*This way of solving the problem clearly will produce tension and is not the best solution. Having a heated argument will probably not result with positive effects.

Step Three: What Are You Willing To Do

In this step we will explore the alternative concept of willingness. If you accepted all the facts of the situation, what would your emotions and thoughts be? What would you then be willing to do? Is there a different, more flexible solution as opposed to spending unnecessary energy fighting the unchangeable facts? Take your time and think about it.

Example: "If I accept the facts of the situation, that I got a bad performance review and that right now I can't change the past or the assessment that I got, I would probably feel a little ashamed but also really curious about what went wrong. What I would do is have a meeting with my supervisor, and openly try to understand what my weaknesses were. Maybe there is really something that I haven't understood well, or maybe I've missed something important. Either way, there is no harm in asking in a calm manner. I will proactively ask for more frequent feedback. If none of that works and I just can’t get on with them, maybe I will just explain that we aren’t a good fit and see if I can get transferred to another division or look for another job."

Perhaps the concept of willingness vs. willfulness is a little abstract at first to internalize. Take your time and think about how you would apply the willingness approach in your everyday life.

Also, maybe you will become aware that you spend a lot of time refusing to accept what cannot be changed. Use this awareness to try to substitute this attitude with the more liberating one - willingness.

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Use the worksheet to think about a situation and how you approached it willfully and willingly.

DBT Distress Tolerance: Willingness vs. Willfulness

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Is this concept similar to radical acceptance?

As you dive deeper into the DBT skills (like radical acceptance) and exercises that we prepared for you, you will notice that many of them are connected. Radical acceptance is a specific aspect of willingness that focuses on accepting reality as it is without judgment or resistance. For example, to be willing to find a flexible solution to a problematic situation you want to solve, you would need to radically accept the facts first. Also, you will probably consult your wise mind in order to check whether the solution you picked is the one that you feel most right about.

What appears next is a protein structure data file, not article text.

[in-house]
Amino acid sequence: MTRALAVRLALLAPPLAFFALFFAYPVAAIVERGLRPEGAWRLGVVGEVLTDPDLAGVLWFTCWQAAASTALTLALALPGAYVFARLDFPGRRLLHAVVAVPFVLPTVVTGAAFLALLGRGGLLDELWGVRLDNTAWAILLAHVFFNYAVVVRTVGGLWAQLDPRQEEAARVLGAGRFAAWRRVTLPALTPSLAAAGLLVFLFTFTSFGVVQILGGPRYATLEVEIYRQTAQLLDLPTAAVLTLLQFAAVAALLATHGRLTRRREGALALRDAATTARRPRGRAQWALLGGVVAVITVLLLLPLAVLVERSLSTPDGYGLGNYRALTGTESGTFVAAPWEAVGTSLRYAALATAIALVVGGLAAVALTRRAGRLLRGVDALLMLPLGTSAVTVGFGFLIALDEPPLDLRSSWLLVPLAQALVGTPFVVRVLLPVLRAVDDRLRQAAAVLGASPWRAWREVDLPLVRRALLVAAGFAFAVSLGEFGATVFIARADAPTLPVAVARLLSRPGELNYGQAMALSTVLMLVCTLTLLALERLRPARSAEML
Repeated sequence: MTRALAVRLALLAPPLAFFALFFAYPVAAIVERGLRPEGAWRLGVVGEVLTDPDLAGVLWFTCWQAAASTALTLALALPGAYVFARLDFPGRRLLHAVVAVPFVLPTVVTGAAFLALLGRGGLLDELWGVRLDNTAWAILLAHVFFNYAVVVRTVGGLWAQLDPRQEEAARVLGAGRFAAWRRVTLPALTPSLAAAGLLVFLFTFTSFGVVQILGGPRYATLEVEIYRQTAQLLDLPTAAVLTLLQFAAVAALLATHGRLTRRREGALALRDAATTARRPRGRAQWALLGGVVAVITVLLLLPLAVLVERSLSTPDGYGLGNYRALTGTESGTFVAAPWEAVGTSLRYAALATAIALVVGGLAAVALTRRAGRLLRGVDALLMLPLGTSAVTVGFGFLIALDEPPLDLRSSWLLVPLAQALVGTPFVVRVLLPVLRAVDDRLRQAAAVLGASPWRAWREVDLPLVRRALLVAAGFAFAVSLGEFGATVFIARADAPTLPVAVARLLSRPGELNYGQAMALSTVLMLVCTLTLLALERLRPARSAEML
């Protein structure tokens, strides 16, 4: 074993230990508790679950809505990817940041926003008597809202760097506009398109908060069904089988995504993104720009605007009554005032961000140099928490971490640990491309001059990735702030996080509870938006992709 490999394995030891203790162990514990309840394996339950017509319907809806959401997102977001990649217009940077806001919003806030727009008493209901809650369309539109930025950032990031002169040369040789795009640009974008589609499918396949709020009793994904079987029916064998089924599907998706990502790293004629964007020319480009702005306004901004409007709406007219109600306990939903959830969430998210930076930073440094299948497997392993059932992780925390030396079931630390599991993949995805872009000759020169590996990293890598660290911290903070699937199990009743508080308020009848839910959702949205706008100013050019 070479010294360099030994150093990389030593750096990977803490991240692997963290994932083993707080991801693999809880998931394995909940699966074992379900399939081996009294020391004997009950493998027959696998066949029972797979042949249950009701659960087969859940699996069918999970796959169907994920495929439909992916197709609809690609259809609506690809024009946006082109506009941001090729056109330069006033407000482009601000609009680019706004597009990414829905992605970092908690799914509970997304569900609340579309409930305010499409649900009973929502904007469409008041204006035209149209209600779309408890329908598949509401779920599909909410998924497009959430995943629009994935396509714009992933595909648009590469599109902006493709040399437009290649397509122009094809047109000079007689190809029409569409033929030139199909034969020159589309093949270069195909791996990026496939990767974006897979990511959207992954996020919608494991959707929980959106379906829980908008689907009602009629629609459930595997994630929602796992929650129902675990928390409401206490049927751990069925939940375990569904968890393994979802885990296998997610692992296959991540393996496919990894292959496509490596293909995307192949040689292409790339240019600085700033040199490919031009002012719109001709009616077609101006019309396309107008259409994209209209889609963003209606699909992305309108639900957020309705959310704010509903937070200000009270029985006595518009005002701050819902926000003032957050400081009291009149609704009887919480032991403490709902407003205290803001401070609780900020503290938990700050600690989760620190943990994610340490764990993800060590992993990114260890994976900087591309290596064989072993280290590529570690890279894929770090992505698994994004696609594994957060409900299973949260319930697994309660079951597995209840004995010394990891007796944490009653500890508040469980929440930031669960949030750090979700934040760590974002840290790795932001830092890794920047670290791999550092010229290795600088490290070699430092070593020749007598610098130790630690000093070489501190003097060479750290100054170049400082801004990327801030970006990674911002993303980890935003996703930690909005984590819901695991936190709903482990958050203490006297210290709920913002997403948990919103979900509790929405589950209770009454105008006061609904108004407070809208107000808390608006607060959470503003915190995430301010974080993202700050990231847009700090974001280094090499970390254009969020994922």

How can I more easily remember the difference between willfulness and willingness?

Try to remember it this way: if you feel frustrated and are trying to change something that simply cannot be changed and you spend a lot of energy in vain - that is willfulness. On the other hand, willingness makes you more effective when solving the problematic situation. You accept the facts and you do what you need to do to solve the situation, no more, no less. For most people, willingness feels better than willfulness - it feels lighter and there is a liberating sense of going forward without feeling bitter about what you don't like.

How does this exercise fit into the big picture of distress tolerance?

You can look at this exercise as a new skill to better solve problems. If you frequently or strongly get overwhelmingly emotional and that prevents you from living optimally, then you will probably find this exercise useful. Thinking about events from the perspective of willingness will soothe your extreme emotions and will help you in a situation of emotional distress. Remember, these distress tolerance skills are all about surviving the emotional crises that you experience without making them worse.

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If you have any behavioral health questions or concerns, please talk to your healthcare or mental health care provider. This article is supported by peer-reviewed research and information drawn from behavioral health societies and governmental agencies. However, it is not a substitute for professional behavioral health advice, diagnosis, or treatment.

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Comments About Willingness vs Willfulness

  1. This is explained in a simple manner, but it also goes really deep. It made me re-examine my thinking and behavior. Thank you.